When work doesn’t fit with the multiple facets of our lives, we are in danger of losing sight of ourselves
We can sometimes make the mistake of going to extreme lengths to keep ourselves in the career loop when life changes. We try to do things the same way we did before, allowing little room to focus on developing particular skills and industry knowledge. Working endless hours in the office with no real gain, or working at home with a baby yet to settle into a decent routine, while you simultaneously try to get to grips with all the accounting and filing that come with life as a newbie freelancer, does not make for a happy productive mix – the latter being my own experience. It’s true that even when taking the leap to being your own boss, you can still fall into the trap of working to benefit others, rather than figuring out what works best for both of you.
When I look back on those early days, however, I am grateful as it made me realise what I was able to deliver, and pushed me to pursue steadier, on-going projects that really captured my interests. Realising things weren’t going well allowed me to focus and truly develop, and organise my time more effectively, rather than flying by the seat of my pants each day. I’ve taken leaps of courage, and in many ways this has made me a better mother too, as my own routine is more settled I can focus better attention on what my daughter needs from me – simple things such as prolonged conversation, planning ahead for costume parties and all those other important things in a school child’s life.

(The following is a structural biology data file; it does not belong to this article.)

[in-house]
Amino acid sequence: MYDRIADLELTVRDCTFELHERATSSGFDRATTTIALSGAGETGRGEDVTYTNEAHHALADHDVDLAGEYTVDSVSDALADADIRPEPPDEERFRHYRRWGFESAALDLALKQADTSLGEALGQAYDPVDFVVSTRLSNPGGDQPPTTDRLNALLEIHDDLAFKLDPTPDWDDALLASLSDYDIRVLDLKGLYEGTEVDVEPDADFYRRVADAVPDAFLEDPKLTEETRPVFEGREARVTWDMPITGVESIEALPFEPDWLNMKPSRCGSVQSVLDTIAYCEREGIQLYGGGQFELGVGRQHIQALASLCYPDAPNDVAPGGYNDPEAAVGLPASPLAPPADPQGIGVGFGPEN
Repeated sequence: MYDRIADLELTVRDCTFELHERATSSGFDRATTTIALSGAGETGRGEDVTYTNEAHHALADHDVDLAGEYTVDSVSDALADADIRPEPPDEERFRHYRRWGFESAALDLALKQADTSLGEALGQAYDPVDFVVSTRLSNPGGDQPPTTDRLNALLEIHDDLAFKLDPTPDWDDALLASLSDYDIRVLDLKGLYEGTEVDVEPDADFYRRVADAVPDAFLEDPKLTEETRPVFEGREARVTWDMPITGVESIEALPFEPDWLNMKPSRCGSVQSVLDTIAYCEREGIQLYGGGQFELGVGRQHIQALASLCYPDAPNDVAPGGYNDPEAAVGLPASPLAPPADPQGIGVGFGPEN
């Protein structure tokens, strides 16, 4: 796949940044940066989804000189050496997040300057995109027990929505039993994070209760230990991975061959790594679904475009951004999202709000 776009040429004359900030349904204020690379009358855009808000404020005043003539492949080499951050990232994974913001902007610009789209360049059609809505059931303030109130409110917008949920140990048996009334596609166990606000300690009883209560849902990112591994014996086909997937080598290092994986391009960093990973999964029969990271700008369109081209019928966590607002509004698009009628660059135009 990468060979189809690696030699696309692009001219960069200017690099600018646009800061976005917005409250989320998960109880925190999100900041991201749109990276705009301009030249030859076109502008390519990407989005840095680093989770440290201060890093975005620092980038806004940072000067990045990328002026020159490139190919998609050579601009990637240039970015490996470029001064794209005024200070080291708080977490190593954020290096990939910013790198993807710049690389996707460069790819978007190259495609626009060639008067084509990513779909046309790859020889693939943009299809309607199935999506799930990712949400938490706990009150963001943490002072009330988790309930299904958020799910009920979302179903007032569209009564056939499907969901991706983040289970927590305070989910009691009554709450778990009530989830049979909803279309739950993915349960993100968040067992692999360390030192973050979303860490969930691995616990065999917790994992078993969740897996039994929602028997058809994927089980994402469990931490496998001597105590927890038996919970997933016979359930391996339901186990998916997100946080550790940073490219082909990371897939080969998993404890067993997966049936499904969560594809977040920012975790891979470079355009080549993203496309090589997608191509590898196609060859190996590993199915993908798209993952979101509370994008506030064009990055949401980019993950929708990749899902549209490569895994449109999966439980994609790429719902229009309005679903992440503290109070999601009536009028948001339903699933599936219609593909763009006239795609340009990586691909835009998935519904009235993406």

Perspective and clarity is needed to make those leaps of courage and push yourself outside the comfort zone. You need to be able to look forward (and indeed back) to make those defining decisions; and you can’t do that if you’re only living in the urgent now. And it’s an ongoing process: to be able to periodically take stock to see where you are, where you want to be, and what you need to do to get there, requires work that fits with you and your life. Having that headspace and emotional wellbeing is vital; without it you cannot be in the mind frame to study, train or even decide on the next project that’s going to take you to the next level in your career. There is no point barely scraping through bits of work that don’t contribute to a bigger picture – you don’t do your best work, progress is slower and it can actually be less financially rewarding, as the lack of confidence that comes with it can leave you not feeling in a position to ask for better rates. Perspective makes you able to see your strengths and what you are truly worth, so even if you are still caught up in the daily grind, it really does pay to take the time you think you don’t have to assess whether you really are working in the most effective way – the way that allows you to be as present as possible in every aspect of your life.
For some, there is still the sense that if we allow life to ‘get in the way’, we’ve let ourselves and others down. We can forget that all of life is what makes us, not just our work, as important as that is. We also forget that we are not alone in that situation, that everyone is juggling something; be it young family, care for elderly relatives, spouse illness, or numerous other priorities. The more we are honest and communicate with one another about these things, rather than pretending to be super human, understanding can be found and better teamwork and productivity follows. On the other side, as an employer if you provide a workplace that allows people to work in harmony with the changes in their lives, you attract talent that you would otherwise miss out on, preventing everyone else from getting stuck in the cycle too.
Of course it will never be perfect: there will always be a period of daily fire fighting or unforeseen circumstance. But if it seems like every hour of every day is taking that shape, it may be time to step back and look at what needs to change. You could be amazed at where a little bit of perspective can take you.